Commodity aid for dairying
Threat that was converted into opportunity
The days of the milk vendor, peddling around adulterated milk and holding the consumer to ransom are clearly over. The consumer has been delivered from the clutches of the vendor who never hesitated in mulcting his customer. The cooperativised Indian dairy industry has grown in rapid strides and is poised to enter the third phase of the Operation Flood series, the pattern itself stimulating production to such a state that the era of milk surpluses has surfaced. It is the fastest growing dairy industry in the world.
Even as this industry is on the threshold of Operation Flood III, replicating the Anand pattern country-wide, in at least eight States including Kerala, Karnataka, Punjab, Rajasthan, Maharashtra and parts of north Gujarat, milk producers are being turned away since there is just not enough processing facilities to cope with the flow, says Dr. V. Kurien, the father of the industry, Chairman of the National Dairy Development Board and the Indian Dairy Corporation.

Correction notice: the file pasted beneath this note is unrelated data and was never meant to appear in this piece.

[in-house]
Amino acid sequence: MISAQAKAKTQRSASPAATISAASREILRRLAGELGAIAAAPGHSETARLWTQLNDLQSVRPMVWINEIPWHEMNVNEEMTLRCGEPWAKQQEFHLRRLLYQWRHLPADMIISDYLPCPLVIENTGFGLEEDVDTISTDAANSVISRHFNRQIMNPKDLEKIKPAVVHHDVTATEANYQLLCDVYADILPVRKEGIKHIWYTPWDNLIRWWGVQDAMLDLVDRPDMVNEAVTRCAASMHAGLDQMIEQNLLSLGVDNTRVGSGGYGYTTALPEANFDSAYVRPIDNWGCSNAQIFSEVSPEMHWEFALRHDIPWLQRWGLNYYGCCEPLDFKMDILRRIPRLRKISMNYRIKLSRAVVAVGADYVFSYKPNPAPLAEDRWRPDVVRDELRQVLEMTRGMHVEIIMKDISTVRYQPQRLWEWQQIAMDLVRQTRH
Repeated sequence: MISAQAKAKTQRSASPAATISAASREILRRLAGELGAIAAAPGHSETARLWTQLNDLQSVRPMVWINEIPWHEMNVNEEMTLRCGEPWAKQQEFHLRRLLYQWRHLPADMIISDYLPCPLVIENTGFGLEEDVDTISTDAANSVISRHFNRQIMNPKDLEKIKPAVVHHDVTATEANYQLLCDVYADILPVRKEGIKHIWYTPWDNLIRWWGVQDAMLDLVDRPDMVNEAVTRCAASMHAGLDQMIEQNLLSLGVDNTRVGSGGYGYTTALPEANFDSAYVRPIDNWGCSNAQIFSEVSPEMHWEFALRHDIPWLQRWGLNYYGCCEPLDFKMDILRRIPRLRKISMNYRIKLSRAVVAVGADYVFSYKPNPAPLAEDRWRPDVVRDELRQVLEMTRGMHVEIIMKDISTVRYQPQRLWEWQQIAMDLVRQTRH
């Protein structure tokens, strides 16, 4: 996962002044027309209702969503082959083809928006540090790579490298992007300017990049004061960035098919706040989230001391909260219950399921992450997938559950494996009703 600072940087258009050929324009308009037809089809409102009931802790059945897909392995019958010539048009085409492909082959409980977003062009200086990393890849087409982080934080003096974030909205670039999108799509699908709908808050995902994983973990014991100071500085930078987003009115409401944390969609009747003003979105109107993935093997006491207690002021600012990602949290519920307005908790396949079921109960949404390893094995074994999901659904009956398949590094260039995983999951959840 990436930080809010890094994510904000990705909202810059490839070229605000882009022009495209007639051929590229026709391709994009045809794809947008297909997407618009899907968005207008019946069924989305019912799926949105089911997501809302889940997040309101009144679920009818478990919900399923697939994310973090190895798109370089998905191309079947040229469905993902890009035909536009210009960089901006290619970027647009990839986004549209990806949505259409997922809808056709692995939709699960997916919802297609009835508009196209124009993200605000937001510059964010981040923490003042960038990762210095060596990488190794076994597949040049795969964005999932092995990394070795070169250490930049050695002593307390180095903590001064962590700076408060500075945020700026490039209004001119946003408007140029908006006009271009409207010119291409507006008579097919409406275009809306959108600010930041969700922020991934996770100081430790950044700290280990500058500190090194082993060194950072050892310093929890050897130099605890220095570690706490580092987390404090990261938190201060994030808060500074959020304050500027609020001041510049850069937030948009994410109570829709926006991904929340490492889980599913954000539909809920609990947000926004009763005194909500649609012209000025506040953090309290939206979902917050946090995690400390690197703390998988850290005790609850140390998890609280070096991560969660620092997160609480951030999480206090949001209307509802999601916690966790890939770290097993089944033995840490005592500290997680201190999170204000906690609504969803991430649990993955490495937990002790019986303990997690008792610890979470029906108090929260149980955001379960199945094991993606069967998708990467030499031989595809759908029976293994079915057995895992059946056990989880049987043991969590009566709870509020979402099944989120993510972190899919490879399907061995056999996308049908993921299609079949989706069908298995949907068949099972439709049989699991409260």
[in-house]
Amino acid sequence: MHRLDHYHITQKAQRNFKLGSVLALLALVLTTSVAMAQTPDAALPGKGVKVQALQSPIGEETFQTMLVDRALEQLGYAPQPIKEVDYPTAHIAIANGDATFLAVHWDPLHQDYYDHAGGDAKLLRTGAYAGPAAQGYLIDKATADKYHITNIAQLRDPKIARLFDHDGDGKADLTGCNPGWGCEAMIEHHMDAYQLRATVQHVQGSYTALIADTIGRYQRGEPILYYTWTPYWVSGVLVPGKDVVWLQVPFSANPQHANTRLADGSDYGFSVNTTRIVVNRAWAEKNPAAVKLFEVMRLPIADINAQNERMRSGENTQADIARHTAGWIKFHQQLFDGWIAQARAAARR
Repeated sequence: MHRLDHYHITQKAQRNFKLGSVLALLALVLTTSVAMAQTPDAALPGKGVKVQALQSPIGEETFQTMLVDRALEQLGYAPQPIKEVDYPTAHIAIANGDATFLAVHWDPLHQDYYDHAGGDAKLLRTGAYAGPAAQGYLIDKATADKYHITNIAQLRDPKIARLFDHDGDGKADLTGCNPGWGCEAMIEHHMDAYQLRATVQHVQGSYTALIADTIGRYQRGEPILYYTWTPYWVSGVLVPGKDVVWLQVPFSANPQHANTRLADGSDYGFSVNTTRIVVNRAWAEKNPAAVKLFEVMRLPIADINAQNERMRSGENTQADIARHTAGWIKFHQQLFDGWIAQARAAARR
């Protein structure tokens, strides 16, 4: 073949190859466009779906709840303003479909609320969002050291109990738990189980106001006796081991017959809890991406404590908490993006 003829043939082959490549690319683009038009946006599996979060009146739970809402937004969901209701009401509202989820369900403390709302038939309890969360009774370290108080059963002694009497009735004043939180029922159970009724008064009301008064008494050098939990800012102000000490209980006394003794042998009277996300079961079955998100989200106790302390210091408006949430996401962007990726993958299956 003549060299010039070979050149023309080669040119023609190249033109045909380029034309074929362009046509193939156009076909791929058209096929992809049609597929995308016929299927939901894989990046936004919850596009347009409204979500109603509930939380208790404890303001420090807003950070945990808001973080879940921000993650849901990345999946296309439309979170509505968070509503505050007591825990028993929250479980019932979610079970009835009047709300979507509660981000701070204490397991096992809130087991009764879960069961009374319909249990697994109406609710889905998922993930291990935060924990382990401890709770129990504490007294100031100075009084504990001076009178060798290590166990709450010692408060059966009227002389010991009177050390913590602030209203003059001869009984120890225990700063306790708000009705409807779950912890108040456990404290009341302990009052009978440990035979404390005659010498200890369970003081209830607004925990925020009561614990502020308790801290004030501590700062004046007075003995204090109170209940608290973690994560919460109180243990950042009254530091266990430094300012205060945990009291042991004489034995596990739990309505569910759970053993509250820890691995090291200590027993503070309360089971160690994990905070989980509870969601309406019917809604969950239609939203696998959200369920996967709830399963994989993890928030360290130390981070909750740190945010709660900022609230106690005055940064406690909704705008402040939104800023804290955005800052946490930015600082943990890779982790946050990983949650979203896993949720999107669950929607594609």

If possible, he would like milk production, which was 38.7 million tonnes in 1984-85 and estimated around 41 million tonnes the next year "hopefully stabilises for a year or two. It is only because marketing was not given sufficient importance ... distribution ... processing." This is a sort of hiccup but the growth in output during Operation Flood I and II has been significant and constant. And the country is on the threshold of Operation Flood III, the managers fully confident that they can cope with the future with the same zeal.
Dr. Kurien, whose identitication with the Indian dairy industry is so complete and personal that he calls himself "the number one bull in this country", has proposed that the commodity aid from the European Economic Community segment which with another tranche of a loan of around $150 millions from the World Bank would bankroll Operation Flood III as in the earlier phase, "could be cut to less than half from 35,000 tonnes to about 15,000 tonnes of skimmed milk powder".